I hereby declare that I am writing this article out of the need to research some tips for myself, which will also help me to figure out how to make the hours of my day more meaningful. Along with the readers, I also hope to figure out through my research for this article how to wake up in a more upbeat mood and with greater motivation, or how to sleep more soundly, knowing that I have done something throughout the day that has left me feeling fulfilled.
We go to bed every night, thinking of a better, well-organized list of activities that we must accomplish the next day. In our heads, we devise the perfect schedule: Wake up at 7:00, meditate or simply have a quiet coffee at home before heading out, work (productively), lunch, walk the dog, back to work and coffee breaks, yoga classes or post-work gym, homemade dinner, and then a couple of drinks with friends. It sounds all set up, right? Well, at least in our heads, it does.
The next day, upon waking up, we realize that circumstances start to kick in. We snoozed through our alarm, got to work late, were stuck without a decent, healthy lunch, and it looks like we’re going to have to take some work home because a chaotic start made it impossible for us to be productive. And there goes our perfect little list, vanished. No time for the gym, the homemade dinner gets replaced by take-out, and going out for drinks seems impossible. It gets even more difficult when we’re also students who have to take shift work to maintain ourselves financially and still find some time to study.
There is peer pressure to over-do it with social activities, and the effort to make everything work for us is enormous. And then there are social media, to make it worse. While we’re working inside at 9:00 PM, we get to see pictures of our friends having a blast, thinking that they do not ever encounter the same difficulties. But, if only we could see behind one another’s screens! We are all caught up in that same spider web of multi-tasking, and we can’t seem to prioritize, let go, or slow down.
What Can We Do to Reduce the Rush?
There are apparently many things we can decide to do to slow down our dynamic lives. Some take longer to adapt, and some can be put in place instantly. But what we must understand, first of all, is that we do not have to synchronize with other people. We can’t all be multitaskers, gulping down several activities at once. We may need a gap between our activities. So the first step is always to figure out what type of person you are and what works best for you.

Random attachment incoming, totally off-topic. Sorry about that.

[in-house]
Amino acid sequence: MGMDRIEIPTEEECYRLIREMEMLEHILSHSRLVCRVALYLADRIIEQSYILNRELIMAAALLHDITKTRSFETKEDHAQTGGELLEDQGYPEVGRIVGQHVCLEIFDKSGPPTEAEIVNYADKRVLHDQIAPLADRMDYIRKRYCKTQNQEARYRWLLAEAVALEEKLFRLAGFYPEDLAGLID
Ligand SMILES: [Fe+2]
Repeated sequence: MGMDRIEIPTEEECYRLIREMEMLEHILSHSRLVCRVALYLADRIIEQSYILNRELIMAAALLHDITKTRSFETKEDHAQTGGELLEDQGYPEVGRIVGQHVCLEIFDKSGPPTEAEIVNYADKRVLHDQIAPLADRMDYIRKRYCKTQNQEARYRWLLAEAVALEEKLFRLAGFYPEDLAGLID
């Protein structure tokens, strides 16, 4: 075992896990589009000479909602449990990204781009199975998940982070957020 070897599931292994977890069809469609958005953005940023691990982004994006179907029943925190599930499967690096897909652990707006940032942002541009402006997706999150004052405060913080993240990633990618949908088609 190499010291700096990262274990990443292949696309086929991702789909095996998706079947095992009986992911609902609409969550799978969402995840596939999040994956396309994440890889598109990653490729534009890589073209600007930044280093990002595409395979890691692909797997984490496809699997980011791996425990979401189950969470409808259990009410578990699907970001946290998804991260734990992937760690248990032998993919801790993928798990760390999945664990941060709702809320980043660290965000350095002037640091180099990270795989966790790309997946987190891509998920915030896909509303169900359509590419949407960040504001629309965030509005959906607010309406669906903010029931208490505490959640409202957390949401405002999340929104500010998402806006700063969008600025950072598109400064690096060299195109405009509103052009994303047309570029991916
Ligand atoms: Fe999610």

Next, it helps to improve that inner voice of ours and make it sound less harsh and less perfectionist. If we did not manage to pull off everything we had planned, we should take some time to breathe deeply and admit to ourselves that we’re just mortal human beings. As such, we could rest our case and be happy with what we have achieved throughout the day. The phrase “take one day at a time” is one that I often use in moments like these. It helps, and you can even make it your own personal mantra.
What else can be done?
Always Prioritize Your Well-being
There is an old Zen proverb that says something like this: “If you don’t have time to meditate for an hour every day, you should meditate for two hours.” This means that the busier you are, the more time you need to get back to your senses and take some time to reflect.
We know that the schedule can be pretty tight, but make sure to carve out at least an hour in the morning or late at night – which serves your well-being only. And you don’t necessarily have to meditate. Having a glass of wine before bed, green tea, or a nice hot bath with candles and music can be the perfect preparation for another productive day.
Filter Your List
This is why we emphasize that you have to really understand who you are and what you need to do to avoid unnecessary things taking a toll. If you’re not the type of person who wakes up very early to go running, then don’t beat yourself up. Try other times of the day to have a little bit of physical activity, and keep experimenting on different ways of moving until you have found your sport.
It doesn’t really matter if your friends or colleagues are doing something different. Maybe you’re not the “collective working out” type at all, and that’s also something you can discover while you filter the list of things that take a good part of your routine. Physical activity is just one example, to illustrate!
Unplug Every Once in a While
It may sound like a cliché, but one really must disconnect from the online, virtual world every once in a while. We get so overwhelmed during the day that reading about pretty much everything that goes on in the world is not exactly something we need at the end of the day. And we don’t need pictures of celebs complaining about climate change from luxurious islands in Thailand, either. Remaining in the company of our present reality, fully, is highly recommended. Also known as mindfulness, the time we set aside for ourselves will help us to take a general break and appreciate our surroundings.
Everything considered, there is no approach that works for everyone when it comes to balancing work, studies, and your private life. What’s crucial in all this struggle is that we do not become attached to our work desks 12 hours per day without fulfilling our basic human need to breathe some fresh air and make some human contact. We know that ambitions and careers are important aspects of our lives, but we won’t know how to appreciate the success we accomplish if we’re not taking care of our own well-being first.
Photos: Shutterstock / Photomontage: Martina Advaney